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Highway 44...Unlikely to get total makeover

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At issue... Cost to acquire right-of-way makes such a project very difficult. Local officials state looking at alternative routes may be best option for county to seek.

By Thomas Barr

 MOUNT WASHINGTON - Those holding out hope that they would live long enough to see Highway 44 widened to five lanes may want to put their dreams elsewhere.

While the improvements along Highway 44 from Shepherdsville to Mount Washington have long been on the state's six-year road plan, a pair of local legislators have basically thrown in the towel.

The reason - money.

State Sen. Paul Hornback and state Rep. Linda Belcher were present to address Bullitt Fiscal Court on the record-setting funds appropriated during the recent General Assembly for local projects.

But both agreed that it is time to look at alternative routes rather than a total reconstruction of Highway 44.

Despite the fact that redistricting next year will more than likely remove Hornback from representing Bullitt County, it didn't stop him from supporting the record-setting projects.

"I saw a lot of need in Bullitt County," Hornback said when he campaigned for the senate seat in Bullitt, Spencer and Shelby two years ago. "If you help one part of the state, you help the others."

The state House prepares the road plan and then the senate gives final approval. Differences between Gov. Steve Beshear and Sen. David Williams led to a week-long special session to get the road plan approved.

At the last minute, Hornback said he got calls that a $4 million project to improve Highway 245 had been removed from the road plan. Thanks to the assistance of Williams, Hornback said that project was returned to the plan as the packages were being printed for final approval.

"There's a lot of good things in this road plan," said Hornback.

While Bullitt is slated to receive over $62 million in work over the next two fiscal years, Hornback said his work was not all about taking care of his home county.

In fact, his home county of Shelby saw the fourth largest amount in cuts as $32 million in projects were cut.

"I try to do what's right for the whole district," said Hornback, who will likely lose all of Bullitt County next year if legislators can create new districts which meet Constitutional muster.

Belcher agreed with Hornback that it was a concerted team effort which resulted in receiving the record amount in road projects. Both praised the other for working well together even though they are of different political affiliations.

Belcher said she felt very good about the many projects in the plan.

Besides the money for the Highway 245 project, Belcher said there remain funds to make three intersection improvements on Highway 44. Turn lanes and lights are planned at Bells Mill Road, Bogard Lane and Armstrong Lane.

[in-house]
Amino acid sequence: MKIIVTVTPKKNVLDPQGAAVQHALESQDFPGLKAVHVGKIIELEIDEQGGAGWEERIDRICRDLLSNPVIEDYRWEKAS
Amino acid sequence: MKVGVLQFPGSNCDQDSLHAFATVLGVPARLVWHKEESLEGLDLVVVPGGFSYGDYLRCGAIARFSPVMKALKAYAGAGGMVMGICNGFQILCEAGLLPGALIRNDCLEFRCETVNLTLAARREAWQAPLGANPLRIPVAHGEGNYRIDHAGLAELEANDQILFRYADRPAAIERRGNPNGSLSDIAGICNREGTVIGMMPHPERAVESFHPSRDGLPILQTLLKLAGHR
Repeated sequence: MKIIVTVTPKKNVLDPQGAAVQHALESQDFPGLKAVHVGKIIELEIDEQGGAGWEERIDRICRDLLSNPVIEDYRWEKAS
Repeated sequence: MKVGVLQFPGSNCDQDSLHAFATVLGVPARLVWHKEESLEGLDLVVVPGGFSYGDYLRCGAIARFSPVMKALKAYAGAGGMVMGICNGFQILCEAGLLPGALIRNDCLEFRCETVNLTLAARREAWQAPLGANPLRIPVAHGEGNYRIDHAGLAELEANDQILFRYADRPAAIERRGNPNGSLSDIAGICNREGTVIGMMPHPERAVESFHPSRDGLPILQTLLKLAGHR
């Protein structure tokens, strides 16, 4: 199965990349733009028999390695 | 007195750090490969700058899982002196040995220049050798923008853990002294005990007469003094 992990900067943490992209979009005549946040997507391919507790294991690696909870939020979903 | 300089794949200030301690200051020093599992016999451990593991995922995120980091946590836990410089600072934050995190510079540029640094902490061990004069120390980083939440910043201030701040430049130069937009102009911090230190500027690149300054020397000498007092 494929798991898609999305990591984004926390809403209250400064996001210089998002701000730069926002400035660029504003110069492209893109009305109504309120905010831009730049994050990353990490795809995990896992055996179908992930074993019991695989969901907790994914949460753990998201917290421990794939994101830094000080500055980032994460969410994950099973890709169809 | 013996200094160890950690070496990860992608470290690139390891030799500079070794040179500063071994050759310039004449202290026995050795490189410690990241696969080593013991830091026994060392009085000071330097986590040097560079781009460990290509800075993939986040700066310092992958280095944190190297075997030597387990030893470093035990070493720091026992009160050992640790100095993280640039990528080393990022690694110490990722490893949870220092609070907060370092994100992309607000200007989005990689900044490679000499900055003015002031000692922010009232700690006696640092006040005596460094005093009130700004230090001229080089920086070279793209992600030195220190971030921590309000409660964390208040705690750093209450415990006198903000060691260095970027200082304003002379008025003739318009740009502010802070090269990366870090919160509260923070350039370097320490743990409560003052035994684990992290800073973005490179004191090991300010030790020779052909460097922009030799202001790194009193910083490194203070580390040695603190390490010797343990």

Highway 480 will be widened from Cedar Grove Elementary to Valley View Drive. This will help to straighten a bad curve and also provide better traffic flow into the back portion of the Cedar Grove Business Park.

Highway 61 should be completed from the John Harper Highway to Highway 44 over the course of the next two years.

But maybe more important for future transportation issues is a pair of alternate route studies.

Both legislators said there is no money in the next two years for construction, right-of-way purchase or utility relocation. However, there is money to begin a study.

One would provide a new route in Mount Washington from Greenbriar Road to Bardstown Road.

The other would be to connect Highway 44 with Highway 480, which would include the construction of a bridge of Salt River.

Hornback said the $90 million project to acquire just the right-of-ways along Highway 44 makes that impossible.

"I don't think it will ever get done," said Hornback. " I don't think it's the proper place to use the money. But I understand the problems."

Mark Lord, representing U.S. Rep. Brett Guthrie, said the Congressman will continue to fight for road funding for the county and the rest of his district.

He encouraged the county to use long-range planning to deal with transportation issues.

Belcher said many of her ideas on projects needed in the county came from the GoBullitt.com study conducted for KIPDA. Part of that study included looking for alternative routes to help get traffic off Highway 44 and to provide other routes in case the major east-west road is blocked.

Hornback said the $3 million for the study phase would look for the best possible location on the bridge over Salt River. There is currently no location proposed for the connector road and bridge.

Gary Board, who lives in the Valley View area, was concerned about the widening of Cedar Grove Road and the possibility of the bridge. Residents in that community are currently facing the possibility of changes to the Heritage Hill golf community.

Hornback said that Cedar Grove Road carries a lot of traffic and Best Buy needs a better access point at the eastern edge of the business park.

"We have to be planning for the future," said Hornback.

Dan Thibodeaux thought improvements on Highway 480 should continue to Ridge Road due to the high number of serious accidents.

Both Hornback and Belcher commented on the need for planning along major roadways. One of the biggest issues on Highway 44 would be the cost of acquiring right of ways because so many structures are built near the edge of the roadway.

Over the course of the past 10 years, the Bullitt County Joint Planning Commission has asked rezoning applicants along major roads to dedicate a 50-foot strip to government agencies in case widening is done in the future.